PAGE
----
Q: I have celiac disease and follow the gluten-free diet. I also have irritable bowel syndrome (IBS). Where can I find online support for following the Low FODMAP diet?
First, a very brief review of the Low FODMAP Diet: Irritable bowel syndrome (IBS) can be a co-existing disorder found in patients with celiac disease and other diseases where the motility (movement) of the gut is affected. Research has found that a low FODMAP diet is the most effective way known today to manage the symptoms of IBS, such as gas, bloating, cramping and bowel changes.
The acronym FODMAPs stands for Fermentable Oligosaccharides, Disaccharides, Monosaccharides and Polyols, a sophisticated name for specific sugars found in food that can cause a wide range of symptoms in sensitive individuals. The Low FODMAP diet TEMPORARILY avoids these FODMAP-rich foods for a 2-6 week period and then reintroduces them, one by one, to test tolerance and find symptom relief. This process is complex and very individualized with each person. It should only be done under the care and management of a registered dietitian specializing in FODMAPs who will make sure the patient has a healthy, balanced diet, particularly in this case since the patient is combining two diets.
When counseling patients in nutrition clinic on the temporary low FODMAP diet and rechallenge, I recommend using evidence-based resources that are designed and operated by registered dietitians, physicians, and/or researchers. A few examples of these types of resources are listed below, but please remember that these suggestions are provided for support and guidance only and should be used IN ADDITION to a consultation with a registered dietitian.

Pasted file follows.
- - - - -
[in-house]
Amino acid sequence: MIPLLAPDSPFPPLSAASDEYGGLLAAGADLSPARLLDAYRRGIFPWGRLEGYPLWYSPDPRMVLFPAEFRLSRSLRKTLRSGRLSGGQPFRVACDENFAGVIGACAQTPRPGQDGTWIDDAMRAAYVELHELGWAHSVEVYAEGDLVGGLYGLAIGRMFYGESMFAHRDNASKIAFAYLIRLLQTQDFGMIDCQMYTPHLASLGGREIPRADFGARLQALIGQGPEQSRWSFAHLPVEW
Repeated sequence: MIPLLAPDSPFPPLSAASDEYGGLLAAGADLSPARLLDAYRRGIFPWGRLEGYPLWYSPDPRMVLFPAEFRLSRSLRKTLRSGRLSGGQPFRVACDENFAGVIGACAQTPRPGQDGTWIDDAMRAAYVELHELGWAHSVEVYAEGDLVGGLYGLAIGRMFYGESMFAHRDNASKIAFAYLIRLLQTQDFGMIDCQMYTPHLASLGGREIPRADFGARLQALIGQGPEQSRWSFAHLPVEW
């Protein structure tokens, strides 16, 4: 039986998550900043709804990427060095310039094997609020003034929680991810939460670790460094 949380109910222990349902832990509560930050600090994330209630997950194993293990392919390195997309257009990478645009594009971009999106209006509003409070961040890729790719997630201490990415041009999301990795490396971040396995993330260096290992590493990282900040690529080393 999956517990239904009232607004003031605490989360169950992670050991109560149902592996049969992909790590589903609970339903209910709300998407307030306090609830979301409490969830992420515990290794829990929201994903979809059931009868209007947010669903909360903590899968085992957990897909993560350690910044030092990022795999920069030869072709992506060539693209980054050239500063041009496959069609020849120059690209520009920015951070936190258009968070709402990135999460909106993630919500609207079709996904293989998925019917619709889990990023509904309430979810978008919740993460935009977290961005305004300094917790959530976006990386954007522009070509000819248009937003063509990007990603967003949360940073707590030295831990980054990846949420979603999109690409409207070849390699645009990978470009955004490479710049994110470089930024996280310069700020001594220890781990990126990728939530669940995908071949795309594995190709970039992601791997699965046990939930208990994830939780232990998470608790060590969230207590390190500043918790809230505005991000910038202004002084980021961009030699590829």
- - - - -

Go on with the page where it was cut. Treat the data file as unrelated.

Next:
Kate Scarlata, RD
“Kate Scarlata is a Boston-based registered and licensed dietitian as well as a New York Times Best Selling author with 25+ years of experience. Kate specializes in the low FODMAP diet and digestive health conditions including: IBS, celiac disease, inflammatory bowel disease, and small intestinal bacterial overgrowth (SIBO).”
“The Low FODMAP Diet was first developed by researchers at Monash University, in Melbourne, Australia. For over 10 years, this team has been innovating to improve the lives of people with IBS.”
Patsy Catsos, MS, RDN, LD
“Patsy Catsos, MS, RDN, LD is a medical nutrition therapist, FODMAP expert, and author. The focus of her Portland, Maine practice is digestive health, including irritable bowel syndrome, gluten-related disorders, and inflammatory bowel disease.”
Disclaimer: This information is meant for educational purposes and is not intended to substitute for personalized medical advice or replace any medical advice provided directly to you by your health care provider. The Celiac Center at Beth Israel Deaconess Medical Center (BIDMC) and Melinda Dennis do not endorse any of the companies or products listed on this site and no liability is assumed by BIDMC or Melinda Dennis by providing this information.
Disclosure: Melinda Dennis currently serves on the Monash University Nutrition Advisory Board.
Reviewed October 14, 2022.
Note: This information is provided by NCA and Melinda Dennis, NCA's Senior Consulting Dietitian. This information is meant for educational purposes and is not intended to substitute for personalized medical advice or replace any medical advice provided directly to you by your health care provider. This information can be printed and used in consultation with your physician or dietitian. No liability is assumed by NCA, Ms. Dennis or her nutrition consulting service Delete the Wheat, LLC. by providing this information.